What are your favorite memories of school? Playing with friends? Working cooperatively on creative projects? Unfortunately, the focus of education has shifted since the time when these memories were made. Schools are now pressured to produce higher state test scores. This change, along with budget cuts, has reduced the diverse activities explored during school time. Teaching health, wellness, art, music and physical education is dwindling in many classrooms, as is the opportunity for children to grow in an atmosphere that boasts various teaching styles. The lifetime skills and values that were once learned in school, like decision-making, communication and socialization, are rarely taught in today’s classrooms.

“Teachable moments,” when a teacher may go off on a tangent because someone brought up an interesting topic, are also diminishing because the focus of the classroom has shifted. So where do children go to learn important life lessons? Afterschool programs help to fill the void— and up the fun factor in a child’s day.

Especially in households where both parents work, afternoon activities allow children to be surrounded by peers and positive adult role models on a consistent basis. Just as with academic skills, life skills take practice. Children need situations where they can interact safely in a non-threatening environment. Kids also need the time and resources to complete homework and projects after the school day ends. Afterschool programs often provide such a space with qualified individuals overseeing children’s development. This way, when children head home following programming, parents can spend quality time with their kids after dinner for talking, mentoring or simply being mom and dad.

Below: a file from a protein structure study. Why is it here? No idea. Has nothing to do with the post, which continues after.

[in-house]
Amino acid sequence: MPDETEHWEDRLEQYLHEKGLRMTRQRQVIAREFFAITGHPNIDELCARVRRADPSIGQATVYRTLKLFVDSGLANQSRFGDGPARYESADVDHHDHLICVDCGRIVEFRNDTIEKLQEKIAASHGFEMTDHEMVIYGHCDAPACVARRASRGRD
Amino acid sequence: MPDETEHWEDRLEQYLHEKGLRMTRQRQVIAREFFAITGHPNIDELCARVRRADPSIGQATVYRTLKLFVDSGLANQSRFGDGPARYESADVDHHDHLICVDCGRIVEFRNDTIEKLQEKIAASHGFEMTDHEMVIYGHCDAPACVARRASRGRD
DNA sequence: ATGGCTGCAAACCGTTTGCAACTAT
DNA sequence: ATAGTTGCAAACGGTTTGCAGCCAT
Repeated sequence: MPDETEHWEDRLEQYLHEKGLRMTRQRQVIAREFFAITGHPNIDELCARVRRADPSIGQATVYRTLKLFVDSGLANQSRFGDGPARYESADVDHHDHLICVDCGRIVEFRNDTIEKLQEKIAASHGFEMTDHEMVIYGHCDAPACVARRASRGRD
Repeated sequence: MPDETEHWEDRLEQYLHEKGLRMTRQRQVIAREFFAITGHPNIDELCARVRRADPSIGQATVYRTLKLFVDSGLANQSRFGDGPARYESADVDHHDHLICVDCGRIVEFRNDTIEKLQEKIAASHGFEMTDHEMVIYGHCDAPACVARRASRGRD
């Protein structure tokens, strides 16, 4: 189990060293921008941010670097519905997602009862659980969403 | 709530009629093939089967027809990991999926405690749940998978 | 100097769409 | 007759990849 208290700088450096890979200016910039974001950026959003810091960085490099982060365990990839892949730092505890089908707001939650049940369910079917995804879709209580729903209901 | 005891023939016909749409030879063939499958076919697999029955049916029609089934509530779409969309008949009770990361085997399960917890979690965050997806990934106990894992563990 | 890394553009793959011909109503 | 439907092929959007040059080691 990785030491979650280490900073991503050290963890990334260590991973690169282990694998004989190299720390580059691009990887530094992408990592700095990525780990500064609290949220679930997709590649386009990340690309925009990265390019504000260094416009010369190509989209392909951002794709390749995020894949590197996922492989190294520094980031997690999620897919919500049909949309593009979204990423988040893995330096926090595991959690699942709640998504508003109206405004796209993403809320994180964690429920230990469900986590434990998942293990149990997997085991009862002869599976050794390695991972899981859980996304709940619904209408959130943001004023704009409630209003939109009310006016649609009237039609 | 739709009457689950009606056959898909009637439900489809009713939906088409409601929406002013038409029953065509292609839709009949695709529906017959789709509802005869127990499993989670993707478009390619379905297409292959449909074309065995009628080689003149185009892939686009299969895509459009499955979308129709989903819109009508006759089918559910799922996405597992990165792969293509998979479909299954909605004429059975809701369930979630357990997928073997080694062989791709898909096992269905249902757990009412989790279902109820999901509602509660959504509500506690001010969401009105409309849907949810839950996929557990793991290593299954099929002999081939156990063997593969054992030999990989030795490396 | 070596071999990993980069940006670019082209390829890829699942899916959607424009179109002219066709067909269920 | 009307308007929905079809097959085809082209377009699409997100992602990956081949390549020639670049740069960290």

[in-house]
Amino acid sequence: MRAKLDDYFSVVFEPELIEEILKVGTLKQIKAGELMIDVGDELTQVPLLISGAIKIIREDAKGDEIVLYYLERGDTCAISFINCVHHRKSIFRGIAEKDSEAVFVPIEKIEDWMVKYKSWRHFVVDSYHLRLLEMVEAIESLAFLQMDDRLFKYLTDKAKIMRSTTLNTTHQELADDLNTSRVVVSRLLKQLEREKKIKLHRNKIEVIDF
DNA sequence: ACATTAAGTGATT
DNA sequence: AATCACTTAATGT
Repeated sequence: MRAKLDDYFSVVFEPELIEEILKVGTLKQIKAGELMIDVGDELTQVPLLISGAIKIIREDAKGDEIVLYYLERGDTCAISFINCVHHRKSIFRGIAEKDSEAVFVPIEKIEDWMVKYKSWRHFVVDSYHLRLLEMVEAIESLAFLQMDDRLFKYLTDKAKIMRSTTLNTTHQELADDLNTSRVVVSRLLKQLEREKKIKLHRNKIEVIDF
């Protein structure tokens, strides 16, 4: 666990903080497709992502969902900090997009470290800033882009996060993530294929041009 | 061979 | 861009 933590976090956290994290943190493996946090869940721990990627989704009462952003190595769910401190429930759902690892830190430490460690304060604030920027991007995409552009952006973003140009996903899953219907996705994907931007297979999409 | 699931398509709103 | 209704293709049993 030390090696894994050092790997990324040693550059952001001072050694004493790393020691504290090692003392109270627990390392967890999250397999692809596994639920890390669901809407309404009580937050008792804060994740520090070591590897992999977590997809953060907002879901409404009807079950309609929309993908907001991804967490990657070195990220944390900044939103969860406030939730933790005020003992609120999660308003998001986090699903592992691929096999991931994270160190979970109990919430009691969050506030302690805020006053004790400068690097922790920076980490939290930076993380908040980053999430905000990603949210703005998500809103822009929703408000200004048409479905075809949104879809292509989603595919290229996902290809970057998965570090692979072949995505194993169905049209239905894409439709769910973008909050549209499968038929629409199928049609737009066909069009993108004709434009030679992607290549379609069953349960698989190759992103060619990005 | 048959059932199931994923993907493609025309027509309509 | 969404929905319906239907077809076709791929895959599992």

District-run afterschool programs, athletic leagues and programs featuring art, music, gymnastics, karate, summer camp and other experiences teach values and life skills. To make the most of these outlets to aid in children’s healthy development, parents should ensure that adults with the necessary qualifications are overseeing programming that their children frequent. Know who is working with your child. Look for certified teachers, competent instructors and dedicated professionals who have undergone years of training and have worked extensively with children. Professional experience should enable program staff to assess varied situations involving children and to respond quickly and effectively.

While educators may not be afforded the classroom time to teach crucial life lessons, many teachers possess the knowledge and skills to teach kids in a variety of outside venues, like the history teacher at your child’s school who might work as a museum program leader one afternoon a week. Whoever is leading afterschool activities, parents should obtain references or recommendations from other parents to ensure that the selected environment will provide a productive experience and a good fit for your child.

Also, plan to observe the activity of choice before registering to determine:

  • How much physical activity is being done?
  • What is the level of student interaction?
  • Does the program staff engage all children so that they may each achieve some success?
  • Do program activities incorporate the importance of health and wellness?
  • Are kids given opportunities and the necessary information to make responsible decisions?

Children need programs led by experienced educators who can supervise activities that enable kids to develop lifelong skills for success in an ever-changing world. Kids need an environment that encourages healthy risks and allows for free expression and play in a safe setting.

Many new programs are surfacing that incorporate diverse activities necessary to develop varied skills all under one roof. Do your research before selecting any program. Choosing the correct programming is instrumental in your child reaching his full potential and becoming a happy, well-adjusted and successful young adult.

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